In other actions this week the army prevented internationals and Israeli activists joining the villagers of Asira to march to Nablus on the Sabaatash road, which has been closed by road blocks since the start of the intifada. Residents are forced to climb around and walk a few miles or take a long and expensive route around to Beit Iba checkpoint, where they may be denied entry altogether.

Two months ago internationals and villagers had a demonstration and removed the roadblocks. Within an hour the army had come and dug up the road, creating ditches and earth mounds 3m high. They then maintained a presence in the area, shooting at anyone who tried to cross. This was at a time when they had agreed to open up such roads. In fact the checkpoint to the neighbouring village, Al Bidhan, was removed altogether so it was possible to drive to Nablus via that village without crossing a roadblock or checkpoint.

The Sabaatash roadblocks only serve to force the villagers to take a longer and more expensive route into town and to isolate one household from the village. The demonstration on Friday was to walk the route with villagers to begin to reclaim the road. Israeli activists were detained as the approached by another road. Internationals walking on Sabaatash were met by soldiers who had been waiting hiding in caves in the hillside.

Meanwhile the 200 hundred Palestinians who intended to participate in the march had been detained. Soldiers had opened live fire into the group causing shrapnel injuries and confiscated the keys to the ambulance before checking everyone’s IDs. It is not clear why such a march would warrant such a large scale military operation. The aim was to walk the closed route from the village to the town in the centre of the West Bank of Palestine , far from Israeli towns.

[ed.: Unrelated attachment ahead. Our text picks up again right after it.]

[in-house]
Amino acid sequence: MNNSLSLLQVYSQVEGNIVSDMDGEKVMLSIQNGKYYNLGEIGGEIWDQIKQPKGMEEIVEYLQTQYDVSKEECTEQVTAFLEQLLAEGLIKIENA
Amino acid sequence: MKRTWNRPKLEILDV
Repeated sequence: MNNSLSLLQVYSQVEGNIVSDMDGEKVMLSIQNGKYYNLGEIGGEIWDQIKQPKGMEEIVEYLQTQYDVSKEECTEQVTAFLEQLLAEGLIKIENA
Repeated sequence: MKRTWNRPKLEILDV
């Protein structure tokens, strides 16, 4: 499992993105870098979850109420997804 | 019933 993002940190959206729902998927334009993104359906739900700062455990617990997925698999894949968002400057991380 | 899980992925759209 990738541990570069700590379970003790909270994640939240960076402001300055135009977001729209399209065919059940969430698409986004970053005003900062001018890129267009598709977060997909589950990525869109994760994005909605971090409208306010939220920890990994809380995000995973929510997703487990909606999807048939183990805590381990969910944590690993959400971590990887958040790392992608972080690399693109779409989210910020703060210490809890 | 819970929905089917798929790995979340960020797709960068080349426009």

As villagers point out, the two longer routes to Nablus are open and until two months ago they were able to walk Sabaatash. Closures were supposed to have been lifted in that time, not increased. The Israeli army was determined not just to stop the march leaving the village but to stop international and Israelis even reaching village. It seems that they did not want International and Israeli witnesses on the scene in order for them to abuse the Palestinians with impunity.

Witnesses do not necessarily curb army abuses. Last week, 18th July, an international visitor tried to cross the part time checkpoint to Salem village. The cars had been held up for some time and eventually one man got out of his car to ask the soldiers of he could jump the queue as he was bringing his wife and newborn back from the hospital. Their response was to shoot him in the leg. The international observer approached to soldiers to demand an explanation but was met with laughter and denials, “What man? We didn’t shoot anyone”.

Yesterday international and Israeli activists successfully accompanied a resident of Salem to work on his land that has been isolated from the village by a settler road. Deterred by the shooting and a recent settler attack to cut down olive trees, other villagers decided to stay away. Salem is a farming village, population 5000, to the east of Nablus.

Since the start of this intifada Salem and its neighbouring villages Asmut and Deir Al Hatab have been closed from Nablus town to the west and Beit Furik to the southeast by ditches several kilometers in length, at points 3metres deep and 5metres wide. Elon More settlement has confiscated much of the land belonging to these farming villages.

The land still nominally belonging to the Palestinians is subject to severe restrictions by the Israeli army, who only allow the people to work their land on a few specified days. Earlier this year a further 85 dunums of land was taken from Deir Al Hatab, which has now lost all of its land up to 30m from the last house.

Officially Israel says the land is taken for “security of the military base” rather than settlement expansion but the base is only there for the expanding settlement. Elon More settlers have a history of making violent attacks on Palestinians. In April this year a group of 40 Elon More settlers were rounded up by soldiers in Al Bidan Valley. Another group recently completely destroyed a large area of olive grove by burning the trees.